Overview

This trial is active, not recruiting.

Condition premature birth
Treatment family integrated care
Sponsor Mount Sinai Hospital, Canada
Collaborator Foothills Medical Centre
Start date March 2013
End date October 2015
Trial size 720 participants
Trial identifier NCT01852695, 122173

Summary

In the highly technological environment of the modern neonatal intensive care unit (NICU), the infant is physically, psychologically and emotionally separated from its parents. Recognition that this impedes parent- infant interaction and is detrimental to the infant, led to the development of programs such as family centered care, kangaroo care and skin-to-skin care1-3. However, they are based on the common premise that only NICU professionals with special skills can provide care for the infant. Parents are relegated to a supportive role, and some have described themselves as voyeurs who are "allowed" to visit and hold their infants4. Many feel anxious and unprepared to care for their infants after discharge5.

In 1979, a shortage of NICU nurses in Estonia prompted Levin1,6 to implement a "humane" care model in which parents provided nursing care for the infant (except for administration of IV fluid and medication), while nurses provided teaching and guidance to parents. This resulted in 30% improvement in weight gain1,30% reduction in infections, 20% reduction in NICU length of stay, 50% reduction in nurse utilization and overall improved satisfaction among parents and staff [personal communication, Levin,A.]. Building on the Estonian experience, we have developed a new Family Integrated Care (FIC) model that is adapted for the NICU environment in North America. In a pilot study at Mount Sinai Hospital, Toronto 46 infants and their families were enrolled in the study. Preliminary results and feedback from parents and healthcare providers (HCP) show that the FIC model is both feasible and safe, and may lead to improved outcomes including improved weight gain(paper submitted for publication). This study is a cluster randomized controlled trial in 16 tertiary level NICUs, to evaluate the efficacy of the FIC model in Canada.

United States No locations recruiting
Other Countries No locations recruiting

Study Design

Allocation randomized
Endpoint classification safety/efficacy study
Intervention model parallel assignment
Masking open label
Arm
(Experimental)
Parents are integrated into the care of their infants in the NICU. Parents consent to spending up to eight hours a day with their infant, attend special education sessions, participate in daily medical rounds, and do basic infant charting. This will enable parents to provide care for infants with nursing supervision in the areas of feeding, bathing, dressing and holding skin to skin.
family integrated care
Parents are integrated into the care of their infants in the NICU. Parents consent to spending up to eight hours a day with their infant, attend special education sessions, participate in daily medical rounds, and do basic infant charting. This will enable parents to provide care for infants with nursing supervision in the areas of feeding, bathing, dressing and holding skin to skin.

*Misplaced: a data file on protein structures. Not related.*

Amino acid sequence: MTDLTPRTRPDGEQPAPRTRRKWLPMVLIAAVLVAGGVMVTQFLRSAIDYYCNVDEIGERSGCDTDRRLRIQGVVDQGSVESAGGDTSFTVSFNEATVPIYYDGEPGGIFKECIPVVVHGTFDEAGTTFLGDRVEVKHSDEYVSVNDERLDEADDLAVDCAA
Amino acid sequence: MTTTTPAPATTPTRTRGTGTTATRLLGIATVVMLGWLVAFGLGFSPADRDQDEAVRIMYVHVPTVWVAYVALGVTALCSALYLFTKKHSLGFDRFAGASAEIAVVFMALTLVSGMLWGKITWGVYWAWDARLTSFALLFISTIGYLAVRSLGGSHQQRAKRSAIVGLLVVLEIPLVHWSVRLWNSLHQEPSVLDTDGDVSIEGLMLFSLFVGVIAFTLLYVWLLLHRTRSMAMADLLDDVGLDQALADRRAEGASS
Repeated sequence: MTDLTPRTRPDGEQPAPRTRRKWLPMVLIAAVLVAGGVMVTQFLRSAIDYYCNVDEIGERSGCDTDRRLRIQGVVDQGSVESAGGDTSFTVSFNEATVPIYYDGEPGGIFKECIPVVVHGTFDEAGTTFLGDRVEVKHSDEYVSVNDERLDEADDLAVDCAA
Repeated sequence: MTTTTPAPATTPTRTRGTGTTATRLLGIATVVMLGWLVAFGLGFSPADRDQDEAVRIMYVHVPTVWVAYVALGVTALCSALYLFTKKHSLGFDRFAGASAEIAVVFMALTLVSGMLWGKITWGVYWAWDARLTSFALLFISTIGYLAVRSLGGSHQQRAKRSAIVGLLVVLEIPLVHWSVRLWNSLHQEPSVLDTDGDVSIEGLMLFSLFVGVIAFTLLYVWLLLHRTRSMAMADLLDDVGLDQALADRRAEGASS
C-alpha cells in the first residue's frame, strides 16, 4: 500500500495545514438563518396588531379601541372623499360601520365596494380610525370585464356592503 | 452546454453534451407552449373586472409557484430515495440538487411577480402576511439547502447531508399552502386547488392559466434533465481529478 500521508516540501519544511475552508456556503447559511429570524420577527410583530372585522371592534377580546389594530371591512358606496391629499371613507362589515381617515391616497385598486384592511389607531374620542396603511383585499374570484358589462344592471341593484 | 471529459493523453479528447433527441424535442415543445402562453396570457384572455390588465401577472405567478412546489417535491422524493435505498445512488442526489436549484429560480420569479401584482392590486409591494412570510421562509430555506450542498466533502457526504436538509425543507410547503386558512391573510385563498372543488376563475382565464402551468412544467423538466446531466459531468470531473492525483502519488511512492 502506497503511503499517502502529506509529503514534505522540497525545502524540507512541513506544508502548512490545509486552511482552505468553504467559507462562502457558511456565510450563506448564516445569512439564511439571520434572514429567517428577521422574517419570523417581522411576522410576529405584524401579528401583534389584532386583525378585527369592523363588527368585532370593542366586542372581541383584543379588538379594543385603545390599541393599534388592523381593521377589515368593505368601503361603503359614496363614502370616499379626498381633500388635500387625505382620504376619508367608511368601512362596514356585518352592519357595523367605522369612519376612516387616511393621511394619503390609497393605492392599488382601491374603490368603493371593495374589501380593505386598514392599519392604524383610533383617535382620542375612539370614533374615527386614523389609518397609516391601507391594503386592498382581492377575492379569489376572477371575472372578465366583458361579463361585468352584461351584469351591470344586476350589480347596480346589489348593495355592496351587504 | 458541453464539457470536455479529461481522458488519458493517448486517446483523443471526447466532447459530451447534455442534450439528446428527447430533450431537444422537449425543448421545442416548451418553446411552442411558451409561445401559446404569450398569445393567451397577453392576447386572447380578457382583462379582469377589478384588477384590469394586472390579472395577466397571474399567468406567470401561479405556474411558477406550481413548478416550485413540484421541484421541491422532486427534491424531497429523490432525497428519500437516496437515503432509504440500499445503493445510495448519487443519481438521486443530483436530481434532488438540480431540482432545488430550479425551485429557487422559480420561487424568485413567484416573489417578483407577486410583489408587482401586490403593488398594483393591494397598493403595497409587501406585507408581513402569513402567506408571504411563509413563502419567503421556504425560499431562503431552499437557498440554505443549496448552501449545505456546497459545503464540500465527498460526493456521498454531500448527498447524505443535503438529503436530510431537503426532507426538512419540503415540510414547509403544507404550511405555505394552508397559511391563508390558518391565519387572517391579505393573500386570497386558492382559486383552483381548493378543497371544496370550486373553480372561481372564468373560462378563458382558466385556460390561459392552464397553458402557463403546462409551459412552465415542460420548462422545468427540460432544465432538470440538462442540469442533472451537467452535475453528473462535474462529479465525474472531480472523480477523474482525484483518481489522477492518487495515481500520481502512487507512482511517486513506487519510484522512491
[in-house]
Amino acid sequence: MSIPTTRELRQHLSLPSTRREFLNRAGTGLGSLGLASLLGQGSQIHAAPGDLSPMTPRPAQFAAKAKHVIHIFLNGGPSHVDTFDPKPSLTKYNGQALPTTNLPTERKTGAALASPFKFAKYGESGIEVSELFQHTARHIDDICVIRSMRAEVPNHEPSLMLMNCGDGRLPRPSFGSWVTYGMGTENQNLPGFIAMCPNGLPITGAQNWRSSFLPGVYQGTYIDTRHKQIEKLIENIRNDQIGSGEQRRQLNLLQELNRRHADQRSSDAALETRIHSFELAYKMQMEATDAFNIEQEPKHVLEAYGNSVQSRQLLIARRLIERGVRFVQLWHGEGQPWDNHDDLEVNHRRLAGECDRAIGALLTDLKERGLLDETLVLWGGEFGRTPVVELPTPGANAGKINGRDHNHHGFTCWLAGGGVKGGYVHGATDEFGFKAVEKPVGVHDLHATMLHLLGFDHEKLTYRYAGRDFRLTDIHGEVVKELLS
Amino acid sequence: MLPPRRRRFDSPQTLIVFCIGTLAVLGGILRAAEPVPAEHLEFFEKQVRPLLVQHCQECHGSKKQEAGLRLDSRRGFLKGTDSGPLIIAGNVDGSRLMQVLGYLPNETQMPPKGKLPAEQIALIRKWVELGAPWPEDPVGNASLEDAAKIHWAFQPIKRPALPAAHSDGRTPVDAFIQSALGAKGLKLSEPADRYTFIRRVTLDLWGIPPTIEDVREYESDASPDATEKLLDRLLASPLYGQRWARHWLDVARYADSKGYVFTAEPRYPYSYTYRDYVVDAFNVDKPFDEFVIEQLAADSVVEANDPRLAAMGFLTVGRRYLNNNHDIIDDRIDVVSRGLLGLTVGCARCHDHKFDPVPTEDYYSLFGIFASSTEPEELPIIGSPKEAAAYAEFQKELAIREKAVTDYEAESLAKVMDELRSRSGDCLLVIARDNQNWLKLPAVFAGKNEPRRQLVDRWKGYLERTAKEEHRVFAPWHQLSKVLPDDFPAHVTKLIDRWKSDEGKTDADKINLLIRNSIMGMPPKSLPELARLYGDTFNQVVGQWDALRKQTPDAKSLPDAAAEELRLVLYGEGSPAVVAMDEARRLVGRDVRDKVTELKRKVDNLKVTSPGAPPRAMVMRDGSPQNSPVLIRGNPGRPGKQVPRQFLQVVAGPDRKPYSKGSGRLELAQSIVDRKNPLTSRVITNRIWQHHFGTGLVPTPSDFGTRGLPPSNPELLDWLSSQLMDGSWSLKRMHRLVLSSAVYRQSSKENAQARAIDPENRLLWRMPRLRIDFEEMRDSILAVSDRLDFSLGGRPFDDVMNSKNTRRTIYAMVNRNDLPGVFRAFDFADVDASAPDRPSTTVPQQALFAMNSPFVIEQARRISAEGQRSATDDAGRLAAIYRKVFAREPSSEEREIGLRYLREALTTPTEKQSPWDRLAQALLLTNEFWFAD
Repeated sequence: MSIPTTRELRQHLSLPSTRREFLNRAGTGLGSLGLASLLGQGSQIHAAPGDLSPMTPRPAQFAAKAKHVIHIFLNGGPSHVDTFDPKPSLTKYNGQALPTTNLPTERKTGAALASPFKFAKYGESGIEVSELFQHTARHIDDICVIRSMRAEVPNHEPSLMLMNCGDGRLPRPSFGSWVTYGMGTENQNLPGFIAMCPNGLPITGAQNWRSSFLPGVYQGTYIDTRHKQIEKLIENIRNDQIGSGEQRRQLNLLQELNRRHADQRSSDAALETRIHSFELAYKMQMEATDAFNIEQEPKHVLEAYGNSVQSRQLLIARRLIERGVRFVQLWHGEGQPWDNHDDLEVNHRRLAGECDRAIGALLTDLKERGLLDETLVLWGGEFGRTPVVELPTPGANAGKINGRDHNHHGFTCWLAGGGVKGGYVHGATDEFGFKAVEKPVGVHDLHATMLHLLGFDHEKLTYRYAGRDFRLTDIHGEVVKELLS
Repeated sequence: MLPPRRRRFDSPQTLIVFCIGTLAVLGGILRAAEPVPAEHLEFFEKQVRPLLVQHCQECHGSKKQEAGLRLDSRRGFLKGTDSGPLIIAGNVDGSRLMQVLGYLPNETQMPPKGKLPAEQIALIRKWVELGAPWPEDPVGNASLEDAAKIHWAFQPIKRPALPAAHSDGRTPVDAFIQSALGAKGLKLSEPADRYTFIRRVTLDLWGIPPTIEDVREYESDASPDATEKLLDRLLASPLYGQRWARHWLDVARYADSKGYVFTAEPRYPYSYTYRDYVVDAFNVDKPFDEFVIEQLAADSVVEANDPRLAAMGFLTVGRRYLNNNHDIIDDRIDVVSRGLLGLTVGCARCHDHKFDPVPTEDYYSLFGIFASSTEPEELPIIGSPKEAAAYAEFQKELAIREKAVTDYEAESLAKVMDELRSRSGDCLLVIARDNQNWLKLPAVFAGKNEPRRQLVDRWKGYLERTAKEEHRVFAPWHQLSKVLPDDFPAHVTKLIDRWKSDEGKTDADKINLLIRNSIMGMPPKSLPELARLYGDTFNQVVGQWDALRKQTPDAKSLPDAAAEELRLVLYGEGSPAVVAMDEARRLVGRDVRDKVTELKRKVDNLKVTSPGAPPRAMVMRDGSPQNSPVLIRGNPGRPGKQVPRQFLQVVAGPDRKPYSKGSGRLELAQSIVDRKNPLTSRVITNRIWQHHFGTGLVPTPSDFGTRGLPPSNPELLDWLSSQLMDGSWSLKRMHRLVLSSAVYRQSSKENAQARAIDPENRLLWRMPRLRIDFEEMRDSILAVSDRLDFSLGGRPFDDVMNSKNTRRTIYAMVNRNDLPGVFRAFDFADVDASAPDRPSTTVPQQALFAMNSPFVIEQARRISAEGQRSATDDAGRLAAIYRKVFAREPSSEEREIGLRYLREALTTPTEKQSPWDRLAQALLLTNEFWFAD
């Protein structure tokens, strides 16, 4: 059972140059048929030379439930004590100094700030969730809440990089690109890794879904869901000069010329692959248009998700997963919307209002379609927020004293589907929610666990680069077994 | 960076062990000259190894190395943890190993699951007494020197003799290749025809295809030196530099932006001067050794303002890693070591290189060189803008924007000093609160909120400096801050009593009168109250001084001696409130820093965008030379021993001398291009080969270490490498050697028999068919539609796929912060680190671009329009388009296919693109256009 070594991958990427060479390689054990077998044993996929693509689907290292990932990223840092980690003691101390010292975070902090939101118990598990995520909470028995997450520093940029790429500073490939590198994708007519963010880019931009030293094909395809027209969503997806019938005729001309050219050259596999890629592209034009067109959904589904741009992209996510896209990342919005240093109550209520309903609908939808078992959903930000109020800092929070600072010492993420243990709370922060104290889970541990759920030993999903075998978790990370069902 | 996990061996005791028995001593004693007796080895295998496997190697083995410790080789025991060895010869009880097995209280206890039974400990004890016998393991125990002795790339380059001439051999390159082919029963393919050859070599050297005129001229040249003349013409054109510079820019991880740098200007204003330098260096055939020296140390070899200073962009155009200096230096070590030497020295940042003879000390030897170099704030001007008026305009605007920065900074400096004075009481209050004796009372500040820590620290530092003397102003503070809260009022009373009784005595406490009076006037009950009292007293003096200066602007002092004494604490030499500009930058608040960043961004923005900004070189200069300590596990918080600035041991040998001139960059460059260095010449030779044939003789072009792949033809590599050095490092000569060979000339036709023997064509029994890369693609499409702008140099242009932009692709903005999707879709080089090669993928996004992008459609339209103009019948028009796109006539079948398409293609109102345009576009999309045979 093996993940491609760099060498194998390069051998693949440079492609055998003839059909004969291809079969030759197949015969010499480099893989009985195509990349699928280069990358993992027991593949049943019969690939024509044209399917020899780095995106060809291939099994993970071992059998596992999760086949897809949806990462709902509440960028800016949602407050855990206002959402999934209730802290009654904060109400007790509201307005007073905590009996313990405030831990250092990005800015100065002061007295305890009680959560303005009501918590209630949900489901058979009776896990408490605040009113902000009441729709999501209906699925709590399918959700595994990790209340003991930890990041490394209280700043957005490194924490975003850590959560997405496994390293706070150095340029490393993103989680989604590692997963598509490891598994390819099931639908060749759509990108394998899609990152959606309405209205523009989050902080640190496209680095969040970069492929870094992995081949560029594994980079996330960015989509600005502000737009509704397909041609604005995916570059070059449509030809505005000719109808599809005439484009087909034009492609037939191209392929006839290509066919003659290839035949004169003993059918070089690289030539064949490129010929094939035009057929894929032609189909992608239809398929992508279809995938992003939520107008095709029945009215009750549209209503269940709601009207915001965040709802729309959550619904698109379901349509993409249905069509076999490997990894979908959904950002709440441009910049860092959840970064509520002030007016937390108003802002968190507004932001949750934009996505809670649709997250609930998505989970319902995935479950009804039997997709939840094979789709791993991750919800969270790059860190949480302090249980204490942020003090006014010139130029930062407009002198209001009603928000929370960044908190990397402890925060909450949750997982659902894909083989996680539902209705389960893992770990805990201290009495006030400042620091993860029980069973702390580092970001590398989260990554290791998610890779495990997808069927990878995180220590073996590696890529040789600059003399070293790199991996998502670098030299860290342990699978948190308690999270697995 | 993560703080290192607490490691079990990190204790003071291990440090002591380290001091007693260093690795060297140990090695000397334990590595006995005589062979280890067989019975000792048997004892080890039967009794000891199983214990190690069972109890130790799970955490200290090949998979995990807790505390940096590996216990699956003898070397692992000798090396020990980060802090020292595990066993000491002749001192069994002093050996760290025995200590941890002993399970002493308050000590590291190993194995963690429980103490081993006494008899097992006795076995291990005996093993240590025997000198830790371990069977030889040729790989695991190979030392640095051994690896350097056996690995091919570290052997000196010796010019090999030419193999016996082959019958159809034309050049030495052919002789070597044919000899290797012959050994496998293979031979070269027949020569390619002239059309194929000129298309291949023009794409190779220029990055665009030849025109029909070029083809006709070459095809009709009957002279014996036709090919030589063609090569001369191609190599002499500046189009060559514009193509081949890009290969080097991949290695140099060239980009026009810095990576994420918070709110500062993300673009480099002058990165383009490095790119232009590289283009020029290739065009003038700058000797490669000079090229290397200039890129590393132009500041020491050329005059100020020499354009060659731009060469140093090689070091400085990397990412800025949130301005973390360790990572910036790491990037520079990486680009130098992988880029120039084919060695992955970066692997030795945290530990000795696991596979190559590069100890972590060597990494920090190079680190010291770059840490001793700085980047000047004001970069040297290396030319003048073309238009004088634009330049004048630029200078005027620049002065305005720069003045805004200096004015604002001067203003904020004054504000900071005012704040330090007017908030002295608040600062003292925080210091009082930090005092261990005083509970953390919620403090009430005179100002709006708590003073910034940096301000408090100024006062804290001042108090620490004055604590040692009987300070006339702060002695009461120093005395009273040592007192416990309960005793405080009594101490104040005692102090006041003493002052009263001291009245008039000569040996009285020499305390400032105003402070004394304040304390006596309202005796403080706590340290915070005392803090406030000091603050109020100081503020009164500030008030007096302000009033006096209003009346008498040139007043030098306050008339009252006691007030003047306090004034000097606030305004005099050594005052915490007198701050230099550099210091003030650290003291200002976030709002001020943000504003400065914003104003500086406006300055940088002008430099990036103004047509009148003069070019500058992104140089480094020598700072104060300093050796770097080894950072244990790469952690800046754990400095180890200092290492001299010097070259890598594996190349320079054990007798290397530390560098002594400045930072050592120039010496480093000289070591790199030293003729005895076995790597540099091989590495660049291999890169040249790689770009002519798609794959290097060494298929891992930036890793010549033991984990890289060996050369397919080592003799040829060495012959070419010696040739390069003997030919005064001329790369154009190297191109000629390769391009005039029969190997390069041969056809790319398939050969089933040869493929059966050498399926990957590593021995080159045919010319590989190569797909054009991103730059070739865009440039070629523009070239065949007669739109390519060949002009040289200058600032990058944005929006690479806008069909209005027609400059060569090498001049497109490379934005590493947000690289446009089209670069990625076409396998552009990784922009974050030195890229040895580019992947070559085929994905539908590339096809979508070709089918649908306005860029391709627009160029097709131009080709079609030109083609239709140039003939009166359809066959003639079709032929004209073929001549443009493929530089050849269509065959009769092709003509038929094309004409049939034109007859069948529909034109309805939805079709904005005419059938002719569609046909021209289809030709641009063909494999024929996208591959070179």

(No Intervention)
Regular care by nurse will be provided to patients admitted to control sites.

Primary Outcomes

Measure
Weight Gain
time frame: Day 0-21

Secondary Outcomes

Measure
Weight gain velocity
time frame: Day 0-21
Breastfeeding rate
time frame: up to 16 weeks
Clinical outcomes (mortality and Nosocomial infection (NI), Necrotizing Enterocolitis (NEC), Bronchopulmonary Dysplasia(BPD), Retinopathy of prematurity(ROP) & Intraventricular haemorrhage(IVH)
time frame: up to 16 weeks
Safety
time frame: 1000 patient days
Parental stress and anxiety
time frame: Day 0 and when the infant reaches 35 weeks corrected gestational age
Resource Use
time frame: Day 0 -week 16

Eligibility Criteria

Male or female participants up to 33 weeks old.

Inclusion Criteria: - < 33 weeks gestational age at birth; - On no respiratory support or low level respiratory support (i.e., oxygen by cannula or mask, or continuous positive airway pressure (CPAP); - A primary caregiver parent who is willing and able to commit to spending at least 8 hours per day with her/his infant between the hours of 0700 and 2000; - Parental consent. Exclusion Criteria: - Palliative care; - Major life threatening congenital anomaly; - Critical illness (unlikely to survive); - On high level of respiratory support (mechanical ventilator, high frequency oscillatory or jet ventilation, extra-corporeal membrane oxygenation) - Parental request for early transfer to another hospital; - Parental inability to participate (e.g., health, social or language issues that might inhibit their ability to communicate with the healthcare team).

Additional Information

Official title A Family Integrated Care Model For The Neonatal Intensive Care Unit: A Cluster Randomised Controlled Trial
Principal investigator Shoo K Lee, FRCPC PhD
Trial information was received from ClinicalTrials.gov and was last updated in October 2016.
Information provided to ClinicalTrials.gov by Mount Sinai Hospital, Canada.